Provision of a $2.5 million capital improvement loan to Landmark Towers, LLC, a 154-unit mixed-use rental property in exchange for long term compliance with the City’s voluntary rent guidelines, provision of a right of first refusal in the event of a future sale, and a commitment to jointly explore potential redevelopment opportunities, if mutually beneficial, to add committed affordable and workforce units.

The AHAAC said in its report that market rate affordable units are part of a decreasing supply. The recommendation also said that the loan was the first of its kind: a housing opportunity loan to a privately-owned entity, but that doing so was consistent with the city’s housing and community development powers. It’s a shift that could blur the lines between committed affordable and market rate affordable units moving forward.

“The importance of this residential asset to Alexandria’s housing affordability ecosystem,” the report said, “the property’s many long term tenants, its locational and transit efficiency, as well as its capacity for potential additional development, combined with the owner’s desire to collaborate with the City on a mutually agreeable solution that maintains the property as market rate affordable and workforce housing, has induced the parties to come up with a package that offers short, medium and long term benefits.”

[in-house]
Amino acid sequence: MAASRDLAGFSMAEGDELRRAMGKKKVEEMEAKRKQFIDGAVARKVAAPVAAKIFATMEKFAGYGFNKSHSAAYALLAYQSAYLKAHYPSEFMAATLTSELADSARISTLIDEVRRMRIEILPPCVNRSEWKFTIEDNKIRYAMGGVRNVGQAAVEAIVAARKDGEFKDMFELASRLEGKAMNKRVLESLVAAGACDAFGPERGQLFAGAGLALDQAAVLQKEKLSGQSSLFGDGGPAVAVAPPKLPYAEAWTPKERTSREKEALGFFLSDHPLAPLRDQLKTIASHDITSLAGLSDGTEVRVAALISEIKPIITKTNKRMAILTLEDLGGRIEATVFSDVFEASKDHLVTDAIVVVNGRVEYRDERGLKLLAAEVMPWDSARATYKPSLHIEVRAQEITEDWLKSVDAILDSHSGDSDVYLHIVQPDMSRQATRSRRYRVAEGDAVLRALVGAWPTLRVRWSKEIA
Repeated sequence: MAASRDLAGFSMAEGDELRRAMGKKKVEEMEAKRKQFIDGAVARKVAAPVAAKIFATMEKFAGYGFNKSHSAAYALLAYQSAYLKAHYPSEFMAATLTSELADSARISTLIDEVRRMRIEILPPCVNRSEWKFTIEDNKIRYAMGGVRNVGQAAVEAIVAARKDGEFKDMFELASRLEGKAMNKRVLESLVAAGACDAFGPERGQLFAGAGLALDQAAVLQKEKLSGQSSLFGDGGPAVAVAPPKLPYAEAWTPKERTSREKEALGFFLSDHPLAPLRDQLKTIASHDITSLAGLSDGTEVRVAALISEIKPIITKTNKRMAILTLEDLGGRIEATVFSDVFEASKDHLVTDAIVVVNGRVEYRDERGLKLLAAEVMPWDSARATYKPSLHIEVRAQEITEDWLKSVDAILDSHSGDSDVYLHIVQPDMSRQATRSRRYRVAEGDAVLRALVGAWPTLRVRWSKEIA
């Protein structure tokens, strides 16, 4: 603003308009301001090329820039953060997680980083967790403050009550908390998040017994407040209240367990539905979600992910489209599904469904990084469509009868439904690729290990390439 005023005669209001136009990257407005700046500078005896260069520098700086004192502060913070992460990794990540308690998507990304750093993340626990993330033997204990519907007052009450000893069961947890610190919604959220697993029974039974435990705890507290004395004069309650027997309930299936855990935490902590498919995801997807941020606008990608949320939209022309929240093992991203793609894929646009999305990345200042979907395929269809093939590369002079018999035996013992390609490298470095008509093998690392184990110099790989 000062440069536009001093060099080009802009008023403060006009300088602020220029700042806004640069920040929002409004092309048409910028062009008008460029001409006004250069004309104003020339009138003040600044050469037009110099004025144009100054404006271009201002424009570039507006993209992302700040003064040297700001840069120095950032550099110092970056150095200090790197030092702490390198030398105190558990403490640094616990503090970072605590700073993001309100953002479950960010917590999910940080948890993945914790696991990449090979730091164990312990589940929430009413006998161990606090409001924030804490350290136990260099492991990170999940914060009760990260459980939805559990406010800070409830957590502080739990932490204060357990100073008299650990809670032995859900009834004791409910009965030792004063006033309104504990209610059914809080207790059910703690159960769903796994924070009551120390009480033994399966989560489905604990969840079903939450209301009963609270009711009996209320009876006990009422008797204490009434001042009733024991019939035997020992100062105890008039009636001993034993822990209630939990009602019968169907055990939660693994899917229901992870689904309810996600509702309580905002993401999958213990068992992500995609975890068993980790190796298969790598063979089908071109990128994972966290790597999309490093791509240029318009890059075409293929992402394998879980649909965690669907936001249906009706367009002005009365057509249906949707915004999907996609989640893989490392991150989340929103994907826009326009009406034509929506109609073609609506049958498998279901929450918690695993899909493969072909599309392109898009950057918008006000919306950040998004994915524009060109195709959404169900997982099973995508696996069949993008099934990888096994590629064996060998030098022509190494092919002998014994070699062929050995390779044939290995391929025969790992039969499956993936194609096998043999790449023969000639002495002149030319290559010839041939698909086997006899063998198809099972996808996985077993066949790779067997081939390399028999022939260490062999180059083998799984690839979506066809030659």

It’s a solution that was raised among others at the City Council meeting to discuss ongoing plans to try to preserve not only affordable housing in Arlandria, but the predominately Hispanic and immigrant communities that have called the area home for several decades.

Jovovic said other aspects of the plan will include making sure that Arlandria residents are the ones who benefit most from new affordable housing, with the city developing a system that would prioritize existing residents of the neighborhood when new units come online in the area. Jovovic said the city is also working on making the housing application process less intimidating, which can be dense and hard to decipher even to native English speakers.

City Council member Canek Aguirre said he was excited about the plan and credited the city’s partnerships with local community organizations in helping with outreach.

“I’m excited about this project and the level of outreach — even in the pandemic — and the Spanish-first approach to ensure the demographic areas are reached out to,” Aguirre said. “It’s a testament to the importance of our relationship to organizations like Casa Chirilagua and Tenants and Workers United.”

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Kevin Harris sees himself as a man of the people, someone residents can confide in to help solve their problems.

The 40-year-old local business owner says he decided on March 1 to run for City Council as a democrat in the June 8 primary.

“My champion issue is equity,” Harris told ALXnow. “I want people to know that I’m an individual that you can connect with, that you can talk with, that you can come up to. I’m approachable and I’m relatable. I want people to feel comfortable talking with me to understand that I care, that they’ll get a real response and that I’m going to genuinely look into the matter.”